Last year, Yale researchers found that mothers who worked from home spent an extra 49 minutes per day on housework compared with telecommuting fathers. Although it may seem inconsequential, women lost $660 (£476) a year in potential earnings due to time spent on housework. This translated to more than $2,600 (£1,877) per year for those who worked from home four days a week.
“You can imagine that you’re trying to juggle child care and your job, and your attention is divided while you’re trying to work,” said Thomas Lyttelton, the lead author of the study. “We don’t have a way of quantifying how that affects mothers’ productivity, but we think that this is probably consequential.”
Addressing post-pandemic inequalities
Despite these setbacks, cracking down on remote working isn’t the answer. Forcing women to work in offices will only exacerbate existing inequalities by shutting them out of the workforce entirely. Instead, it’s essential for employers to challenge long-standing biases towards ‘in-office’ employees and those who choose to work remotely.
“There is not one silver bullet that is going to solve this problem for women,” says Ferré. “On a societal level, there needs to be a change to how women's roles are perceived, we need to reduce the imbalance that exists in caring responsibilities and make it more acceptable for men to take on a larger share. There also needs to be more provision for child care and caring for elderly relatives.”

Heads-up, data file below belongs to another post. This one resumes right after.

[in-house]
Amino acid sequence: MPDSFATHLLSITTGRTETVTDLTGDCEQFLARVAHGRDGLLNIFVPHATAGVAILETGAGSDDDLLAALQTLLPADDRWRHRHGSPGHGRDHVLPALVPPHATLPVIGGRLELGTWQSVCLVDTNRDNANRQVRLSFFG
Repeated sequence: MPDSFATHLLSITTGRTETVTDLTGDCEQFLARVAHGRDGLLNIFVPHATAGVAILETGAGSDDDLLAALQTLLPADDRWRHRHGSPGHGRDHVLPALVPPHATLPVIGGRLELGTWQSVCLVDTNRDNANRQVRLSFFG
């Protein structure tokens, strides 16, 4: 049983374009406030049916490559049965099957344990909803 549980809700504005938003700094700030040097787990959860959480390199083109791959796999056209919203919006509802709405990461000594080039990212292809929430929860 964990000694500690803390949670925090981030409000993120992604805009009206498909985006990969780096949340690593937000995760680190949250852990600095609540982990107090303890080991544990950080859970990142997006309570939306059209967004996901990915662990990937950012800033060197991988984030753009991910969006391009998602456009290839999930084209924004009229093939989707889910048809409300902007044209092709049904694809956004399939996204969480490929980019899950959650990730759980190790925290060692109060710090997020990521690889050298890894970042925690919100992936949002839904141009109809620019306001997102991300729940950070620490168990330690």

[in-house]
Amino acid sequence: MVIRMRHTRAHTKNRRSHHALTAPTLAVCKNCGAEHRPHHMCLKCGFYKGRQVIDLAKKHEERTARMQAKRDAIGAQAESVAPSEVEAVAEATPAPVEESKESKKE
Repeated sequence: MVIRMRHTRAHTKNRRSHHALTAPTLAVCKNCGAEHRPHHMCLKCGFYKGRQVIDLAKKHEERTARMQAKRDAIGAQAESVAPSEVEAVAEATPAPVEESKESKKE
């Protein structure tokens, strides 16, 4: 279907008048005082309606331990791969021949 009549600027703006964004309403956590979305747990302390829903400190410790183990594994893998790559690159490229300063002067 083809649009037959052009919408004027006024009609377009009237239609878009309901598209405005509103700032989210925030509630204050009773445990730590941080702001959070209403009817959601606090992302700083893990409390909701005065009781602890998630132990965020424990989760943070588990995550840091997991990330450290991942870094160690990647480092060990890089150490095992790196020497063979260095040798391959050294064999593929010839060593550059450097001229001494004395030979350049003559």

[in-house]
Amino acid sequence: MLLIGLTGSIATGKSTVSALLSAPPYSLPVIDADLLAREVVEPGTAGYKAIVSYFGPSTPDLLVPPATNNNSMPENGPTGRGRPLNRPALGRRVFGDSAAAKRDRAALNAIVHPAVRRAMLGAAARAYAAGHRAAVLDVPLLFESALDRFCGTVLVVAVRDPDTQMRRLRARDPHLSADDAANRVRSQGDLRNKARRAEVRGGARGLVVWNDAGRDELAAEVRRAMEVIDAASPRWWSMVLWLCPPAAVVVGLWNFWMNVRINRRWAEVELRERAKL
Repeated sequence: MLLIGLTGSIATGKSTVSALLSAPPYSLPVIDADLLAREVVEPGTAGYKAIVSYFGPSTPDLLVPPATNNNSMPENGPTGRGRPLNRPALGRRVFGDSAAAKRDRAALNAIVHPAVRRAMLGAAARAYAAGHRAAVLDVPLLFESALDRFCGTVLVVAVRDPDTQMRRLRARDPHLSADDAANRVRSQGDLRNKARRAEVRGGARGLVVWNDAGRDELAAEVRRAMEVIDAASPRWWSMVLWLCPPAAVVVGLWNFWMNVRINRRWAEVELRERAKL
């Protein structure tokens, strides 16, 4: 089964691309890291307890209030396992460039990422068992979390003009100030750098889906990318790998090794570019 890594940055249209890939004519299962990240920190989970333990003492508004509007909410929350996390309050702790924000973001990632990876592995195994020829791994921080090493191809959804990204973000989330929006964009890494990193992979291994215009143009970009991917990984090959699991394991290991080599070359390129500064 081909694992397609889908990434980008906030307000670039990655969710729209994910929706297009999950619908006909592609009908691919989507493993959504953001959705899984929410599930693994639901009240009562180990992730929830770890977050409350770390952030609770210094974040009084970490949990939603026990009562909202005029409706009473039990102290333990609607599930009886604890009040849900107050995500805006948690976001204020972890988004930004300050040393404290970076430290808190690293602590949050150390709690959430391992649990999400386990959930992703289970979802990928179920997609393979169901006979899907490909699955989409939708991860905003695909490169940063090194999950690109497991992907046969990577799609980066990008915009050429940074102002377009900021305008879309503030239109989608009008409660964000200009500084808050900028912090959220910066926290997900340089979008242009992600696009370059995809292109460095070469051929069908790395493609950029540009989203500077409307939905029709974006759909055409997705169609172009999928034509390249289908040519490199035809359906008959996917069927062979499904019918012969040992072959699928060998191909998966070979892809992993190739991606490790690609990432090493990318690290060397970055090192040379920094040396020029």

On an organisational level, employers need to adapt the way that they do business. “With the increase in digital technology and the change in type of work, so much work gets done outside of these hours and we don't need to be chained to the office to do it,” Ferré adds.
Crucially, organisations need to be aware of any bias towards male or in-office workers when it comes to promotions, raises or opportunities for progression. Coaching, mentoring or sponsorship can help women navigate the additional challenges they face in the workplace too.
“It's not all doom and gloom, some women have flourished whilst working remotely and their skills are more relevant in the online world,” says Ferré. “For example, chairing online meetings giving attendees the opportunity to speak in turn rather than focusing on the loudest person. Organisations can continue to work in this way.”